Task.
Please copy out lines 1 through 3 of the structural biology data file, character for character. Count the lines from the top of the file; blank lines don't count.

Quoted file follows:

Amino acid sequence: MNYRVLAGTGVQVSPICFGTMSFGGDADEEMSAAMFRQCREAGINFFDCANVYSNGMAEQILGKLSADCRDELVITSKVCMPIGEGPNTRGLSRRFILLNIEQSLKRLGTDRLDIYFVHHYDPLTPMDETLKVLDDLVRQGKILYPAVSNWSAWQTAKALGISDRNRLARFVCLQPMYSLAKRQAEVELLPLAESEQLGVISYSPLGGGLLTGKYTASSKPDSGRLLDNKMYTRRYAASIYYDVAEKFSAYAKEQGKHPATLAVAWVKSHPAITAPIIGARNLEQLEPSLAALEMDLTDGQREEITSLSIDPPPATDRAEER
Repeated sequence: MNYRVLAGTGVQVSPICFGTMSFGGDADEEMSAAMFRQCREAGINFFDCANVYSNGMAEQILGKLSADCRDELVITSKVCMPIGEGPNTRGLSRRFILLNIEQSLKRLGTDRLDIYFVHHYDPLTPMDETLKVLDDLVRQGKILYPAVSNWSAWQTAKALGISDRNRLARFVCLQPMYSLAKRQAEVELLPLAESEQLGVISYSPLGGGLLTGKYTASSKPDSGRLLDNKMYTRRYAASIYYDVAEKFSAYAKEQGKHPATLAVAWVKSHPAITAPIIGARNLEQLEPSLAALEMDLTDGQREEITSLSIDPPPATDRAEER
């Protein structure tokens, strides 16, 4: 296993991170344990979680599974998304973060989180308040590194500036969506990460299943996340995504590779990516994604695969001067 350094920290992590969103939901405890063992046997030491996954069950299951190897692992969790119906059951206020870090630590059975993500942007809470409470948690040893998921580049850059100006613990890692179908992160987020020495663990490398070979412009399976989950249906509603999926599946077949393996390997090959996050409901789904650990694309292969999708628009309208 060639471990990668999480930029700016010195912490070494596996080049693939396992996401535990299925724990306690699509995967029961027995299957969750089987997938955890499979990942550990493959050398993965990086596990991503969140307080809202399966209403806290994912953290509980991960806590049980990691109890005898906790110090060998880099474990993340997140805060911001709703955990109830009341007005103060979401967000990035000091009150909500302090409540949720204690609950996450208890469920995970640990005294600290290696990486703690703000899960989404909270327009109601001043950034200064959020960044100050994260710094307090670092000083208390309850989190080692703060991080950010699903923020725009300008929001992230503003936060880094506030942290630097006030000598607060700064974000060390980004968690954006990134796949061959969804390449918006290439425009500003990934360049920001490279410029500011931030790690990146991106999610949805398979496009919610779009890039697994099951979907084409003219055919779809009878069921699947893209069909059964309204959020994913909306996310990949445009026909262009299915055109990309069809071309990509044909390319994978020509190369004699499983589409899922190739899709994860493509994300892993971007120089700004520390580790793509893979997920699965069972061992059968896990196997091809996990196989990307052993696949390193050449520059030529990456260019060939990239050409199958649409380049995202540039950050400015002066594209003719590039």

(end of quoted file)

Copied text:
Amino acid sequence: MNYRVLAGTGVQVSPICFGTMSFGGDADEEMSAAMFRQCREAGINFFDCANVYSNGMAEQILGKLSADCRDELVITSKVCMPIGEGPNTRGLSRRFILLNIEQSLKRLGTDRLDIYFVHHYDPLTPMDETLKVLDDLVRQGKILYPAVSNWSAWQTAKALGISDRNRLARFVCLQPMYSLAKRQAEVELLPLAESEQLGVISYSPLGGGLLTGKYTASSKPDSGRLLDNKMYTRRYAASIYYDVAEKFSAYAKEQGKHPATLAVAWVKSHPAITAPIIGARNLEQLEPSLAALEMDLTDGQREEITSLSIDPPPATDRAEER
Repeated sequence: MNYRVLAGTGVQVSPICFGTMSFGGDADEEMSAAMFRQCREAGINFFDCANVYSNGMAEQILGKLSADCRDELVITSKVCMPIGEGPNTRGLSRRFILLNIEQSLKRLGTDRLDIYFVHHYDPLTPMDETLKVLDDLVRQGKILYPAVSNWSAWQTAKALGISDRNRLARFVCLQPMYSLAKRQAEVELLPLAESEQLGVISYSPLGGGLLTGKYTASSKPDSGRLLDNKMYTRRYAASIYYDVAEKFSAYAKEQGKHPATLAVAWVKSHPAITAPIIGARNLEQLEPSLAALEMDLTDGQREEITSLSIDPPPATDRAEER
């Protein structure tokens, strides 16, 4: 296993991170344990979680599974998304973060989180308040590194500036969506990460299943996340995504590779990516994604695969001067 350094920290992590969103939901405890063992046997030491996954069950299951190897692992969790119906059951206020870090630590059975993500942007809470409470948690040893998921580049850059100006613990890692179908992160987020020495663990490398070979412009399976989950249906509603999926599946077949393996390997090959996050409901789904650990694309292969999708628009309208 060639471990990668999480930029700016010195912490070494596996080049693939396992996401535990299925724990306690699509995967029961027995299957969750089987997938955890499979990942550990493959050398993965990086596990991503969140307080809202399966209403806290994912953290509980991960806590049980990691109890005898906790110090060998880099474990993340997140805060911001709703955990109830009341007005103060979401967000990035000091009150909500302090409540949720204690609950996450208890469920995970640990005294600290290696990486703690703000899960989404909270327009109601001043950034200064959020960044100050994260710094307090670092000083208390309850989190080692703060991080950010699903923020725009300008929001992230503003936060880094506030942290630097006030000598607060700064974000060390980004968690954006990134796949061959969804390449918006290439425009500003990934360049920001490279410029500011931030790690990146991106999610949805398979496009919610779009890039697994099951979907084409003219055919779809009878069921699947893209069909059964309204959020994913909306996310990949445009026909262009299915055109990309069809071309990509044909390319994978020509190369004699499983589409899922190739899709994860493509994300892993971007120089700004520390580790793509893979997920699965069972061992059968896990196997091809996990196989990307052993696949390193050449520059030529990456260019060939990239050409199958649409380049995202540039950050400015002066594209003719590039």